Rome, out in the streets against antisemitism

Thousands of people gathered on Tuesday in Piazza del Popolo in Rome to attend a rally against antisemitism and terrorism organized by the Union of the Italian Jewish Communities and the Jewish Community of Rome. Some of the highest-ranking representatives from the political, religious, and civil spheres were present in the square.
Senator for Life Liliana Segre also joined the initiative: “We always think that it’s over, that the world has moved on,” she said the day before the rally. But instead, she said with bitterness, “we have to see Jews being hunted down and killed because they are Jews; being asked to apologize because they are Jews; being forced to hide because they are Jews.”
“We cannot remain silent before what is happening,” stated UCEI President Noemi Di Segni, urging all of society to mobilize. It is a plea that is not just meant to be “from Jews to Jews,” but it is also a call to take to the streets regardless of ethnic, cultural, and religious distinctions to defend a “pacific and safe coexistence” that also includes the “freedom to wear the David’s star around one’s neck or the kippot on one’s head.”
Since October 7, we have observed an increase in antisemitism in all its forms,” said Di Segni again, recalling the many manifestations of the phenomenon: from Islamic fundamentalism to conspiracy theories, passing through religious antisemitism. President Di Segni did not hide her disappointment, with the position taken by “unions, NGOs, organizations such as Amnesty International and UNICEF, and women organizations like Non una di meno” on the conflict and its repercussions defining them as subjects “with a twisted political agenda.”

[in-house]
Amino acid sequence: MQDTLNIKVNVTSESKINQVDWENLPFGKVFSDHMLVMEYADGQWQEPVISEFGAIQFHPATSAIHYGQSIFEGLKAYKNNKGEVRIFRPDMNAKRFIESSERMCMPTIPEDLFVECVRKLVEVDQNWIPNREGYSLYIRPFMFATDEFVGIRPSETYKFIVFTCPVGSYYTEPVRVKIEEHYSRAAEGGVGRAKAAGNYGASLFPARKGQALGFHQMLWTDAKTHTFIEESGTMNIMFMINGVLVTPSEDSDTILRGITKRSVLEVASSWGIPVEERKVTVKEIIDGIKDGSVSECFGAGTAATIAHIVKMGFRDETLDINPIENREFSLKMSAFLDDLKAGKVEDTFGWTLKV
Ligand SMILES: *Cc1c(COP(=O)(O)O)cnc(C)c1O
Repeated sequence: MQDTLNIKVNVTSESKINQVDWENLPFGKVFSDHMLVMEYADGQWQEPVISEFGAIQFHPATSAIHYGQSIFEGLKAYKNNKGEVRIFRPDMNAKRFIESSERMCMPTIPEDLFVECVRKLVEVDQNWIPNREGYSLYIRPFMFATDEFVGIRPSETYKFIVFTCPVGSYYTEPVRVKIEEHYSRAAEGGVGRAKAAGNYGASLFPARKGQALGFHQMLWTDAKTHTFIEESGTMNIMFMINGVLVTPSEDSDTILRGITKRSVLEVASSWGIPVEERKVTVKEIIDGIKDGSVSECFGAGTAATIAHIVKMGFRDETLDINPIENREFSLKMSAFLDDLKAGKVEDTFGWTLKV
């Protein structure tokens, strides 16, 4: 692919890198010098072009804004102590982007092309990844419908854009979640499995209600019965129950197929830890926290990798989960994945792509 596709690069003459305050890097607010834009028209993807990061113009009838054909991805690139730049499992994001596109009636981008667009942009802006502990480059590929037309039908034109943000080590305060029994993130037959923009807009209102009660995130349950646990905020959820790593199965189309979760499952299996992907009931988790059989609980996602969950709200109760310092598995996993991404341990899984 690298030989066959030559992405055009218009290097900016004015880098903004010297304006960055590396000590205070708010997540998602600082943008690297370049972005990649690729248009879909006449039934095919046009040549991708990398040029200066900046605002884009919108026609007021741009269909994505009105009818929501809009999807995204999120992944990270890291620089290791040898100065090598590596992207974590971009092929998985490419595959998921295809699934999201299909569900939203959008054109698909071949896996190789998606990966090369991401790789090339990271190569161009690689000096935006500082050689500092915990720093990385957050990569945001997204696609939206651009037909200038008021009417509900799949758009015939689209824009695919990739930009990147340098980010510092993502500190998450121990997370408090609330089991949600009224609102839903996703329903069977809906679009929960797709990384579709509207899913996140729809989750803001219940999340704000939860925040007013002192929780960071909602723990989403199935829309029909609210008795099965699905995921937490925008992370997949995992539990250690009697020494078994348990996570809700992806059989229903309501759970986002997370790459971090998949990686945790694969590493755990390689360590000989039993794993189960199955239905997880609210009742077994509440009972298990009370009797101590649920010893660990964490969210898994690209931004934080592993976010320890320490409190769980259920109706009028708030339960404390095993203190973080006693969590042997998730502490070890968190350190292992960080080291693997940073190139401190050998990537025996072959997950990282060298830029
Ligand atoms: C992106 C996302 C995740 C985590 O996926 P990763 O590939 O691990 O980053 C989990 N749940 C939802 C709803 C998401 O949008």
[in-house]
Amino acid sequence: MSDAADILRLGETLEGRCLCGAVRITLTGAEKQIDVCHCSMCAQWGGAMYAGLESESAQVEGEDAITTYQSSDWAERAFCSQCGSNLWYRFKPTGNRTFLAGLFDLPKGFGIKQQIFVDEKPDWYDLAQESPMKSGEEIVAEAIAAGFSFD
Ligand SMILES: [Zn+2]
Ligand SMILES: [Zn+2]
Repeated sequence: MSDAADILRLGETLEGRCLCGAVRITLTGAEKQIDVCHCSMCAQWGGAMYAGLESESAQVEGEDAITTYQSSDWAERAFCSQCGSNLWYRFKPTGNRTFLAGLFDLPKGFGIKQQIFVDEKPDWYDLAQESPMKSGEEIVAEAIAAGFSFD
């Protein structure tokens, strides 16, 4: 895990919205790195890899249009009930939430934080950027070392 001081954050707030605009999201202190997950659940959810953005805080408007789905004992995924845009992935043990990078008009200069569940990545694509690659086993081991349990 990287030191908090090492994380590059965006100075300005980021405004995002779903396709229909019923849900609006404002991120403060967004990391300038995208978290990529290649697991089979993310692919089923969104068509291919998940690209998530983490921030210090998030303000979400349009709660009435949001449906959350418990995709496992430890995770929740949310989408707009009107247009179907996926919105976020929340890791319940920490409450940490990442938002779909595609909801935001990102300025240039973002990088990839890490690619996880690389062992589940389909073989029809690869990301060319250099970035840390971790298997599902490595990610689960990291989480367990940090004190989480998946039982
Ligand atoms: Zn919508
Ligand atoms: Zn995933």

Di Segni also stated that “we were expecting other organizations that cherish life” to arrange such initiative. But unfortunately, it was not the case. “This initiative of ours has the desire to fight against miscommunication that is likely to bring us back to the worst that European culture produced in the past,” stated Victor Fadlun, President of the Roman Jewish community.
“Jewish presence is a precious resource. Today we are seeing that it is threatened by a resurfacing poisonous and karstic trend. Jews have been attacked and stumbling stones commemorating the victims of the Holocaust have been desecrated in Italy as well,” he added later, exhorting every citizen who is sensitive to certain values to participate to what has the ambition to be “a celebration of freedom and democracy.” The deep meaning of the initiative “is that the constitutional principles the Italian State is based on cannot be questioned,” reiterated Fadlun.

Translated by Francesca Pischedda and revised by Annadora Zuanel, students at the Advanced School for Interpreters and Translators of the University of Trieste, interns at the newspaper office of the Union of the Italian Jewish Communities – Pagine Ebraiche.